While there have been teams that have won a national title and gone undefeated in doing so, with Indiana being the last way back in 1976, none have ever managed to go 40-0. That mark is what lies ahead of the top-ranked Kentucky Wildcats, who moved to 34-0 on the season with a 78-63 win over No. 21 Arkansas in the SEC title game.
The title is Kentucky’s 28th SEC tournament title in program history, and one year after Florida managed to go 21-0 against SEC competition John Calipari’s team managed to duplicate that feat. And while the Razorbacks fought to become the first team to defeat Kentucky this season, like many teams before them Mike Anderson’s bunch found that resistance was futile against the Wildcats.
Kentucky never trailed on Sunday and they led by as many as 21 points, as they paired efficient offense with a level of play on the defensive end that made it difficult for Arkansas to establish much of anything themselves. Kentucky shot 51.0 percent from the field and 7-for-12 from beyond the arc, and 16 of the Wildcats’ 25 made field goals were assisted.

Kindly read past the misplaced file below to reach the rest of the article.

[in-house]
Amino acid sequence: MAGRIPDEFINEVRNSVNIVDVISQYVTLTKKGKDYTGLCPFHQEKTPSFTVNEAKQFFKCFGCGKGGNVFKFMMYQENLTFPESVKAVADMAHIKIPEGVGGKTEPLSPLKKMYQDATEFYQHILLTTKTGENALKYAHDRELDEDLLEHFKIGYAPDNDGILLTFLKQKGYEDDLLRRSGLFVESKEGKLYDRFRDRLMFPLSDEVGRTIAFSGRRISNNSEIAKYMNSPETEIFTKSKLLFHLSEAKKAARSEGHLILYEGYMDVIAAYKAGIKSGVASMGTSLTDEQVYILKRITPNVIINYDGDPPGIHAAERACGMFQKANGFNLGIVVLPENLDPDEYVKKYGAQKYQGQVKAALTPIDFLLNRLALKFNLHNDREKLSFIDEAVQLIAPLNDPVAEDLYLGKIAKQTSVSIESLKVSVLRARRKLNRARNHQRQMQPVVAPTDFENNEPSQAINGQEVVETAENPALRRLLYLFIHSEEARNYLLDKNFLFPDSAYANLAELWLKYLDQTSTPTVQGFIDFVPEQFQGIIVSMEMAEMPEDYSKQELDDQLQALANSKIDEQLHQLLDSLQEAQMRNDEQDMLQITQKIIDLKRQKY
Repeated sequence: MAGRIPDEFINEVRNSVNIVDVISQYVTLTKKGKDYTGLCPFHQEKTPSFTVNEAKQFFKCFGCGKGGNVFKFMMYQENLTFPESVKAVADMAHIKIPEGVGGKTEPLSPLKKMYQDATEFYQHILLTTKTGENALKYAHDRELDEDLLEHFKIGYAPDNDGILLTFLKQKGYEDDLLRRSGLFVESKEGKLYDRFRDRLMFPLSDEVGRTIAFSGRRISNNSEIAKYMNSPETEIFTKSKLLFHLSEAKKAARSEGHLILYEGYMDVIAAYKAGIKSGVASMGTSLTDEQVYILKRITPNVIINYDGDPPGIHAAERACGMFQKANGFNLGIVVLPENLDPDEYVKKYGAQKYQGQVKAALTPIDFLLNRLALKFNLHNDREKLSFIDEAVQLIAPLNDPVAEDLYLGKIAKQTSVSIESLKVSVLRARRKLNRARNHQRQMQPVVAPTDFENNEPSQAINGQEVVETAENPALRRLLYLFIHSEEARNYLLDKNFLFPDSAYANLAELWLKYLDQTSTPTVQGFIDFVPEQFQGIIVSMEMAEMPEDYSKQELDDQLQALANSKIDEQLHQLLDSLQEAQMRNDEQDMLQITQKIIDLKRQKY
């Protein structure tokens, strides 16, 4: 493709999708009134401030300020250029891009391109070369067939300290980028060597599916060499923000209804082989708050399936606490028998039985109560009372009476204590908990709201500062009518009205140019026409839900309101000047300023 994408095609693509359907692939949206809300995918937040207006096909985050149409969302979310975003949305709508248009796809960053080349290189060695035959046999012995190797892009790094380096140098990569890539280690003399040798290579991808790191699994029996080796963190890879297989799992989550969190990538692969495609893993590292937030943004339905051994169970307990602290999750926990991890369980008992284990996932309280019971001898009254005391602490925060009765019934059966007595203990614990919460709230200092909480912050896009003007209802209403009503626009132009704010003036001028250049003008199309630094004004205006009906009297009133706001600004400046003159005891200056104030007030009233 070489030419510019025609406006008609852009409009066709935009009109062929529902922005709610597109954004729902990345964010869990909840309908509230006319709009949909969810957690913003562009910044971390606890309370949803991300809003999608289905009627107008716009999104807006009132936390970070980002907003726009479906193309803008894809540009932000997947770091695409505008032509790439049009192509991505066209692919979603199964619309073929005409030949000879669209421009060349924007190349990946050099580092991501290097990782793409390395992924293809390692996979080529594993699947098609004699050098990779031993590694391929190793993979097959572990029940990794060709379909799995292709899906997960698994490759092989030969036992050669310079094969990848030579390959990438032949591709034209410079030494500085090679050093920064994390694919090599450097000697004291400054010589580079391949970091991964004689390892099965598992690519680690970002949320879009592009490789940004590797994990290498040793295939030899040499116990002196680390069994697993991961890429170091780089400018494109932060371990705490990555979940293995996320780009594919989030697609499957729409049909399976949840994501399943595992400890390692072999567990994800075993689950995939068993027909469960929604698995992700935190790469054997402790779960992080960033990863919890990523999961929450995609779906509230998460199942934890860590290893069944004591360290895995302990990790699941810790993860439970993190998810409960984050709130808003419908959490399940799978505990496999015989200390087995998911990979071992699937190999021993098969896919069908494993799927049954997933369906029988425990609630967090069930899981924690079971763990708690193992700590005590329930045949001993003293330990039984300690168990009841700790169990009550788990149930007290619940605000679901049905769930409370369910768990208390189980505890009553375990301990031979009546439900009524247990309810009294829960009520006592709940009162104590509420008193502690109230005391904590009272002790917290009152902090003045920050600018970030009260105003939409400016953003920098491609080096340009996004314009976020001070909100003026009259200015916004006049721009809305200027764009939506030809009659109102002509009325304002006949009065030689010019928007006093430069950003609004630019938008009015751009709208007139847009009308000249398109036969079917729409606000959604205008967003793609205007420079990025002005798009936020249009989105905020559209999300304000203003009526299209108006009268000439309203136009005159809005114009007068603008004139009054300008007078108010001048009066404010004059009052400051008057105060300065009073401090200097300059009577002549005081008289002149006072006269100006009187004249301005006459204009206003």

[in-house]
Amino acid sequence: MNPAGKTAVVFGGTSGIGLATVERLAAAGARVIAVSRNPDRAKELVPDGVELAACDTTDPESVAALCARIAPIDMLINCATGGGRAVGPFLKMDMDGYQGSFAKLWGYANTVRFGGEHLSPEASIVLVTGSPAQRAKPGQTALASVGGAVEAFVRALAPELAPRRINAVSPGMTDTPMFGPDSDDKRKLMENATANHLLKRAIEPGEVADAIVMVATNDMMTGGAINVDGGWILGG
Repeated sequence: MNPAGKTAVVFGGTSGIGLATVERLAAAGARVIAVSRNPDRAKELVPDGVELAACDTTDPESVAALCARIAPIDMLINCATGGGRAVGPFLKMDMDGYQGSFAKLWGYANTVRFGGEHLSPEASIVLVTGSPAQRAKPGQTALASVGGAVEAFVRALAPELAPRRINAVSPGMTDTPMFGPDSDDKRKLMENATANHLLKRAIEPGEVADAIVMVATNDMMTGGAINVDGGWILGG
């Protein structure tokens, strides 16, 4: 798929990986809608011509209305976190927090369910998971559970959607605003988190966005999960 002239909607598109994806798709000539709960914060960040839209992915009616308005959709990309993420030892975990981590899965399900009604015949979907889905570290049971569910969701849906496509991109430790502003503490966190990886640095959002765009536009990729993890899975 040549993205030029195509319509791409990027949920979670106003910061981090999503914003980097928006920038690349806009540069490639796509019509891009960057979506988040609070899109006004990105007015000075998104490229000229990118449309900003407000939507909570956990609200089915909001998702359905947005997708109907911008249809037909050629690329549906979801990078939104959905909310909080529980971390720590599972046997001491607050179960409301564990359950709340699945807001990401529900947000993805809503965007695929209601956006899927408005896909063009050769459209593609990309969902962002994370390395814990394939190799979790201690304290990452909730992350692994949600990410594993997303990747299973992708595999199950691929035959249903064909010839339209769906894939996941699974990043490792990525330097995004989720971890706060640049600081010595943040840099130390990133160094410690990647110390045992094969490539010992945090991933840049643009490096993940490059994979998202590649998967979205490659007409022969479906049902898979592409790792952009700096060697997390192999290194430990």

Aaron Harrison and Tyler Ulis tallied six assists apiece, and they were responsible for just two turnovers against the Arkansas pressure. Add in 15 points apiece from Willie Cauley-Stein (who also did a good job defensively on Arkansas’ Bobby Portis) and Andrew Harrison, and Kentucky finding a way to rebound more than half of its misses, and Arkansas was unable to pull off the upset despite outscoring Kentucky 34-32 in the paint.
Kentucky’s path to a possible ninth national title was known before the SEC tournament even tipped off on Wednesday from a geography standpoint, as they’ll start off in Louisville and then advance to Cleveland provided they win their first two games. But the ability to win championships, be it national or tournament, isn’t something to be taken lightly.
Faced with an opponent that beat them a season ago, Kentucky had all the motivation they needed to win yet another SEC title. As a result, the Wildcats are six wins away from achieving a feat that has never been seen in men’s Division I college basketball.